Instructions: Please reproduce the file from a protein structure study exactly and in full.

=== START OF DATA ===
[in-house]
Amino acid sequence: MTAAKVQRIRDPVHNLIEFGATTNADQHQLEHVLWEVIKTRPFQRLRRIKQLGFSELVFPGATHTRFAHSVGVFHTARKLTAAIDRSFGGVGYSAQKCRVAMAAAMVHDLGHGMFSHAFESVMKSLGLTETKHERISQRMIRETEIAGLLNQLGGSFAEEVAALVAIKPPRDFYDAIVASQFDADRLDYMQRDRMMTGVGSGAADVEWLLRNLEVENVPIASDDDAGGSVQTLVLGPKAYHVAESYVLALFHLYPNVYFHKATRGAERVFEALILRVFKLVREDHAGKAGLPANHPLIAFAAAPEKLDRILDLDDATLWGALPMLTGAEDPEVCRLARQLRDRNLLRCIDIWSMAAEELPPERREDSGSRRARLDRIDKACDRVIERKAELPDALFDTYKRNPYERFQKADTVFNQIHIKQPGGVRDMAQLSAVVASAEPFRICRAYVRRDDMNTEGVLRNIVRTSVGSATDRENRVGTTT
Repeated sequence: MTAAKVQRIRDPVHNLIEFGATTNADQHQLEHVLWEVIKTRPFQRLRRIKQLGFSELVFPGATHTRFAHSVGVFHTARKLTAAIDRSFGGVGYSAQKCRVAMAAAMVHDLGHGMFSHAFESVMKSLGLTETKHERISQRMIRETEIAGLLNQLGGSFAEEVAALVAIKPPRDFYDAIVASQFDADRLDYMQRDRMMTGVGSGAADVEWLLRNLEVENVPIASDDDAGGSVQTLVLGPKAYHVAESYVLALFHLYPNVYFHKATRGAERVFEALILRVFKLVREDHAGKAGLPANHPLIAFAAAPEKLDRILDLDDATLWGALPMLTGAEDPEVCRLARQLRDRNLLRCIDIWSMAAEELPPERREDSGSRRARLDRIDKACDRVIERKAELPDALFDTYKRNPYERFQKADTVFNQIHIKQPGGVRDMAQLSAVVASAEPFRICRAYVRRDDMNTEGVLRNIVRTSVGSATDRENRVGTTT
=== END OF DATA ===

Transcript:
[in-house]
Amino acid sequence: MTAAKVQRIRDPVHNLIEFGATTNADQHQLEHVLWEVIKTRPFQRLRRIKQLGFSELVFPGATHTRFAHSVGVFHTARKLTAAIDRSFGGVGYSAQKCRVAMAAAMVHDLGHGMFSHAFESVMKSLGLTETKHERISQRMIRETEIAGLLNQLGGSFAEEVAALVAIKPPRDFYDAIVASQFDADRLDYMQRDRMMTGVGSGAADVEWLLRNLEVENVPIASDDDAGGSVQTLVLGPKAYHVAESYVLALFHLYPNVYFHKATRGAERVFEALILRVFKLVREDHAGKAGLPANHPLIAFAAAPEKLDRILDLDDATLWGALPMLTGAEDPEVCRLARQLRDRNLLRCIDIWSMAAEELPPERREDSGSRRARLDRIDKACDRVIERKAELPDALFDTYKRNPYERFQKADTVFNQIHIKQPGGVRDMAQLSAVVASAEPFRICRAYVRRDDMNTEGVLRNIVRTSVGSATDRENRVGTTT
Repeated sequence: MTAAKVQRIRDPVHNLIEFGATTNADQHQLEHVLWEVIKTRPFQRLRRIKQLGFSELVFPGATHTRFAHSVGVFHTARKLTAAIDRSFGGVGYSAQKCRVAMAAAMVHDLGHGMFSHAFESVMKSLGLTETKHERISQRMIRETEIAGLLNQLGGSFAEEVAALVAIKPPRDFYDAIVASQFDADRLDYMQRDRMMTGVGSGAADVEWLLRNLEVENVPIASDDDAGGSVQTLVLGPKAYHVAESYVLALFHLYPNVYFHKATRGAERVFEALILRVFKLVREDHAGKAGLPANHPLIAFAAAPEKLDRILDLDDATLWGALPMLTGAEDPEVCRLARQLRDRNLLRCIDIWSMAAEELPPERREDSGSRRARLDRIDKACDRVIERKAELPDALFDTYKRNPYERFQKADTVFNQIHIKQPGGVRDMAQLSAVVASAEPFRICRAYVRRDDMNTEGVLRNIVRTSVGSATDRENRVGTTT